How can we teach about being content when so few of us are? We live in a society where more is better and what we have is never enough and those concepts are perpetuated by schools, where students are constantly judged by their peers for what they have (clothes, phones, ipods, games, friends) and don’t have. The school system has no answer for the malady of discontentment that plagues society. In fact, I don’t believe that the institution has even considered the possibility that the malady even exists. We see children being ostracized for lack of designer jeans and respond with an anti-bullying campaign. What is missing is humility on the part of the students who can afford the jeans, contentment on the part of the child who can’t, and an understanding of love for one’s neighbour that has the ability to overcome these differences. Most children do not grasps those concepts, neither do most adults, but I would prefer that my children learn somewhere that tries to communicate the complexity of the inequalities in the world and with someone that models a well lived life in the face of these complexities. In the face of bullying, schools respond with raising awareness, class meetings, and parental phone calls to find ways where all involved parties can co-exist and find a way to function within the same space.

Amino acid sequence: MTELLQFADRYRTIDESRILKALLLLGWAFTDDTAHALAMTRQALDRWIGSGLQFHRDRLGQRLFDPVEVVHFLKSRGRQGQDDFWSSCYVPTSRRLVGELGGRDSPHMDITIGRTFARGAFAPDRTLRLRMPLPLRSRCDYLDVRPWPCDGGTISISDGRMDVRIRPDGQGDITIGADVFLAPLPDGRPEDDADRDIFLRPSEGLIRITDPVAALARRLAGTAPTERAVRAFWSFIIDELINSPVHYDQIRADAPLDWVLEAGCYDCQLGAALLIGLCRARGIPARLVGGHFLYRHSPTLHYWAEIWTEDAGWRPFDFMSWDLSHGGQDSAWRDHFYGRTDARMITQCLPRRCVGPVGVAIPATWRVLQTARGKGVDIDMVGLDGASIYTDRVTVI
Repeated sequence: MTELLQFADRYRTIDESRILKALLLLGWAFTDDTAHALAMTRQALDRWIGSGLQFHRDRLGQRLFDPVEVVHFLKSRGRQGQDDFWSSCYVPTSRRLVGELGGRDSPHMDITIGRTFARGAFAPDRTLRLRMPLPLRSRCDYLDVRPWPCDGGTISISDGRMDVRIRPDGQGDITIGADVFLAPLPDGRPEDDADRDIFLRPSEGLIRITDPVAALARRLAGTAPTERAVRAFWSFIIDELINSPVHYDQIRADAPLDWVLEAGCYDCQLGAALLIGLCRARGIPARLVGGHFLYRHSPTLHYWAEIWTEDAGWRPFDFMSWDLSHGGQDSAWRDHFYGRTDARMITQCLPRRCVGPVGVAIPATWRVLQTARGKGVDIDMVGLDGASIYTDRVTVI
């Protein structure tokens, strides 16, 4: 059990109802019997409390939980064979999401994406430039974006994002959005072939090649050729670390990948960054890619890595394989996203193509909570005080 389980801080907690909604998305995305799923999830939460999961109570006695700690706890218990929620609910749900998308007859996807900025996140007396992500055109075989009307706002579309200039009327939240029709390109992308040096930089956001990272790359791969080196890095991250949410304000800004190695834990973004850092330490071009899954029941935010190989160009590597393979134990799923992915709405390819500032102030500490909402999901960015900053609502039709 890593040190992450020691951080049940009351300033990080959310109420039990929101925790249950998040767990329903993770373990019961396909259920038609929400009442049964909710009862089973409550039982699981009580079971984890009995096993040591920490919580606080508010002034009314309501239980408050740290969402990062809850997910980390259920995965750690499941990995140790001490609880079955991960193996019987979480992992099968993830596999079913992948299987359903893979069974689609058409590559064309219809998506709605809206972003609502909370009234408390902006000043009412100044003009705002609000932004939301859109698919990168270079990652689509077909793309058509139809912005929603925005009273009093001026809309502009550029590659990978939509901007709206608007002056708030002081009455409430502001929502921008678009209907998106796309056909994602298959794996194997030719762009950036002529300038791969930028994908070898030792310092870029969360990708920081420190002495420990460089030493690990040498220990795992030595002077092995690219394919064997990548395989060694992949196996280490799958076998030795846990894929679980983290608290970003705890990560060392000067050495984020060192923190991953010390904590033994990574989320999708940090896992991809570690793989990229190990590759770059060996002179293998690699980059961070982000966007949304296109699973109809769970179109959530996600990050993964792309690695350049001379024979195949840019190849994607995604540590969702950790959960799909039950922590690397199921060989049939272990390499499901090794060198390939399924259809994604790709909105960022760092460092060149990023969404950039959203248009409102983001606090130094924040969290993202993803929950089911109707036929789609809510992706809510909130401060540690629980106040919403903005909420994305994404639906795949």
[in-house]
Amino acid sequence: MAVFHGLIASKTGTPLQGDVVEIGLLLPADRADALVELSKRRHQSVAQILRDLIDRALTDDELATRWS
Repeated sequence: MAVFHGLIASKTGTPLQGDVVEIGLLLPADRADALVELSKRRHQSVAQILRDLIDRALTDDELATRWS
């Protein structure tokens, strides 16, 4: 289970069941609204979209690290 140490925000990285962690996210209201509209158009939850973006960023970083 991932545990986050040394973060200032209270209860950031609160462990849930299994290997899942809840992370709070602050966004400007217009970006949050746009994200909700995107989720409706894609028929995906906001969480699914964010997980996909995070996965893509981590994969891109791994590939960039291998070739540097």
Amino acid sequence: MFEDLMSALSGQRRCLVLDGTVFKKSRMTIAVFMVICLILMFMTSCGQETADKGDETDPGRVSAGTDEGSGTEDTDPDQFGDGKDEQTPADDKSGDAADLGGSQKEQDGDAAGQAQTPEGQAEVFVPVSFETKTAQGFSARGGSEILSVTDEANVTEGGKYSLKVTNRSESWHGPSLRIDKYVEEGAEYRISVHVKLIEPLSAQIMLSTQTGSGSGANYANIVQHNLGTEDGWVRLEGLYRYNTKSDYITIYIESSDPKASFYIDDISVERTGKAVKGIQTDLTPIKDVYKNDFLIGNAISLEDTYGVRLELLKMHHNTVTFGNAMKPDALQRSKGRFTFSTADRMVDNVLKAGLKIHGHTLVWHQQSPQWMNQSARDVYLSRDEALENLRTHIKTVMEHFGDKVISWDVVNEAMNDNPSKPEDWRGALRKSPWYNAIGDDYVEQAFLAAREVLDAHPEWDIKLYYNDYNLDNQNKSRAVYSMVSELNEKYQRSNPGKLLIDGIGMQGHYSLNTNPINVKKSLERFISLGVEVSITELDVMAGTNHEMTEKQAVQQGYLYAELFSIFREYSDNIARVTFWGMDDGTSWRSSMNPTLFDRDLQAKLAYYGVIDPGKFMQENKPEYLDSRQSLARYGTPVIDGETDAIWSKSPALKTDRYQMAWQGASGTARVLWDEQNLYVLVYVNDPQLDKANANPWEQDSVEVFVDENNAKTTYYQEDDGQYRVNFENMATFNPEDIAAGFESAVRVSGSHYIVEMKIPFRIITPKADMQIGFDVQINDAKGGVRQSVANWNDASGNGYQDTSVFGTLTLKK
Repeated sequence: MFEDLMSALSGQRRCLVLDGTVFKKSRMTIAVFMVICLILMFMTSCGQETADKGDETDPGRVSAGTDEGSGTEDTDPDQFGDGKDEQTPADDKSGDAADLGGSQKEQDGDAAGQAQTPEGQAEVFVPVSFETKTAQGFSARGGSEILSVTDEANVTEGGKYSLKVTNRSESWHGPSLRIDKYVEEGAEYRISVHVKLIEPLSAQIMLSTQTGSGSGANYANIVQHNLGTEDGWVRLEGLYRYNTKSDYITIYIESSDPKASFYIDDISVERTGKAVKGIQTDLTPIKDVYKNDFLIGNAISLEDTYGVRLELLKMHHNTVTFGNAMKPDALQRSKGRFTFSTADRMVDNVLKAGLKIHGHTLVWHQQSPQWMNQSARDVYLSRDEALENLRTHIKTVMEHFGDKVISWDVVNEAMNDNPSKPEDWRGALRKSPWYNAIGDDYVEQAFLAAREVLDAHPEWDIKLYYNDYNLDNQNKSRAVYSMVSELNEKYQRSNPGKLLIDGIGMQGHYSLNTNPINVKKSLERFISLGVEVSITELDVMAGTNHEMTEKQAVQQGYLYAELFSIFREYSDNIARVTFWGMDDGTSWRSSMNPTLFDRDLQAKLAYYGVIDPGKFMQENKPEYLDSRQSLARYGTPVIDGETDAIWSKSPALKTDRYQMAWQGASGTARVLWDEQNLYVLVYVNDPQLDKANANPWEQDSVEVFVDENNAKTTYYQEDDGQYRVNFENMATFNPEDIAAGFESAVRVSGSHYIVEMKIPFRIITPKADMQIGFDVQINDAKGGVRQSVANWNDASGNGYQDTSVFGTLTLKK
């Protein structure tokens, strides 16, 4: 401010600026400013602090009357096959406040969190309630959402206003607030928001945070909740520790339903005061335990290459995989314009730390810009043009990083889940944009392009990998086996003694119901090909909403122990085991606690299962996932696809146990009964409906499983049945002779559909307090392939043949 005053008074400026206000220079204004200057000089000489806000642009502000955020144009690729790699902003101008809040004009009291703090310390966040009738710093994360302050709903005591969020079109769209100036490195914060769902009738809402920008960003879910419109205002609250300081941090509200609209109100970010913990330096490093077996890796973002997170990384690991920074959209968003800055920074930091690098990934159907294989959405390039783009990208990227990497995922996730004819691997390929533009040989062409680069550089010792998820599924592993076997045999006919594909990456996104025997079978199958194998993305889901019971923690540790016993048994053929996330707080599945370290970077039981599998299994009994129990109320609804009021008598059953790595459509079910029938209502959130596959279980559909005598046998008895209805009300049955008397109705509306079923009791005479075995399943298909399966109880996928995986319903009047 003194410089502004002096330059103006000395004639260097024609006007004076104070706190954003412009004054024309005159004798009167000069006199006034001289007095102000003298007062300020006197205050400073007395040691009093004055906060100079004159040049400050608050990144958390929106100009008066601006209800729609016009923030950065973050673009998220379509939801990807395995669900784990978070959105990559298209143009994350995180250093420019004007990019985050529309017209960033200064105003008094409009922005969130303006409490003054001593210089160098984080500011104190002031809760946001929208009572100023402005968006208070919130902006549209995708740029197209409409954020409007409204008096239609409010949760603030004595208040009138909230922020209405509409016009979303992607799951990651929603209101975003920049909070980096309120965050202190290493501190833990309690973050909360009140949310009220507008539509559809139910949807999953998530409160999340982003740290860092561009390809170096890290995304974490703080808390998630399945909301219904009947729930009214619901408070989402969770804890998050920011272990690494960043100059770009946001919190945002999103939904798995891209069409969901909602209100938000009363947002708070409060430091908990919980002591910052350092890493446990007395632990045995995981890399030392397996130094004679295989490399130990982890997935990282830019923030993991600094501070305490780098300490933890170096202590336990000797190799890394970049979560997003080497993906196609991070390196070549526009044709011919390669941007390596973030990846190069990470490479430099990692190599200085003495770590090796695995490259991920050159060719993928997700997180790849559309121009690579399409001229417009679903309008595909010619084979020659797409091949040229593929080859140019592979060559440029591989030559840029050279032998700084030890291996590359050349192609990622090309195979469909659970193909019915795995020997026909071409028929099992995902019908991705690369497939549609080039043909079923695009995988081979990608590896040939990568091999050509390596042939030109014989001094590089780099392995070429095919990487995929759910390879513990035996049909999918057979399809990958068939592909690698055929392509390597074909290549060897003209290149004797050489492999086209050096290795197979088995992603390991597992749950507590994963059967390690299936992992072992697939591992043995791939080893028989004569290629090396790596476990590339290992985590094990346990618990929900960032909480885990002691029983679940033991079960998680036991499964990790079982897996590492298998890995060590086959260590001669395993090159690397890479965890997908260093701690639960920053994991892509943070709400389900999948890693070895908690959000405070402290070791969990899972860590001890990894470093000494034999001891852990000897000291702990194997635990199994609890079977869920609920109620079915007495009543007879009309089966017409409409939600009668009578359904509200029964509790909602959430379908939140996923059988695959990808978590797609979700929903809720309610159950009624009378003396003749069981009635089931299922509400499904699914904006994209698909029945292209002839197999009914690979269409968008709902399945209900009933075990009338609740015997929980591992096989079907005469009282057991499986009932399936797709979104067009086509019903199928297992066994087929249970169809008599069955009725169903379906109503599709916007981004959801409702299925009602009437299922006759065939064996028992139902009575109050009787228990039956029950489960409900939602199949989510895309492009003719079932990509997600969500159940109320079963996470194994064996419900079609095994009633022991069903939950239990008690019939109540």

Rather than demanding that everybody meets minimal standards like schools, we should strive for a learning environment that emulates love, patience, contentment, generosity, inner strength, and humility. See if you can find any of those life pillars in the government mandated learning outcomes, school rules, or class expectations. The place that comes closest to modelling and teaching such grand ideas is the family home and that is where I want my children to be taught.
And so back to my son, who has quickly developed a covetous trait which I find painfully similar to my own, who I fear will feel that we are poor when we are not, and who has so much to learn about life. We told him that we would not buy the toys for him but he is welcome to buy the toys himself with his own money. We counted his money together and he only had five dollars so we suggested that he does some work in order to make some more money. He could help with the recycling, and he did, and he made another five dollars. We then set aside fifty cents to give away to somebody less fortunate. He now has close to ten dollars and is looking for more ways to raise money so that he can earn one of the toys.
He didn’t argue when we told him that he had to give some of his earned money away. To him, it is just what everybody does. Generosity is a way of life. He now has enough money to buy a couple of toys in the wish book but hasn’t decided which one he will get yet. Personally I think that he will hold off until he has enough money to buy one of the big toys that really gets him excited.
The toy that he chooses is unlikely to have much impact on his character development but perhaps we can use the process in order to convey some of the aspects of life that contribute to a well lived life such as generosity, patience, hard work, and contentment. Aspects of life that should be taught and are best taught at home.
We’re linking up with Preschool Corner at Homeschool Creations.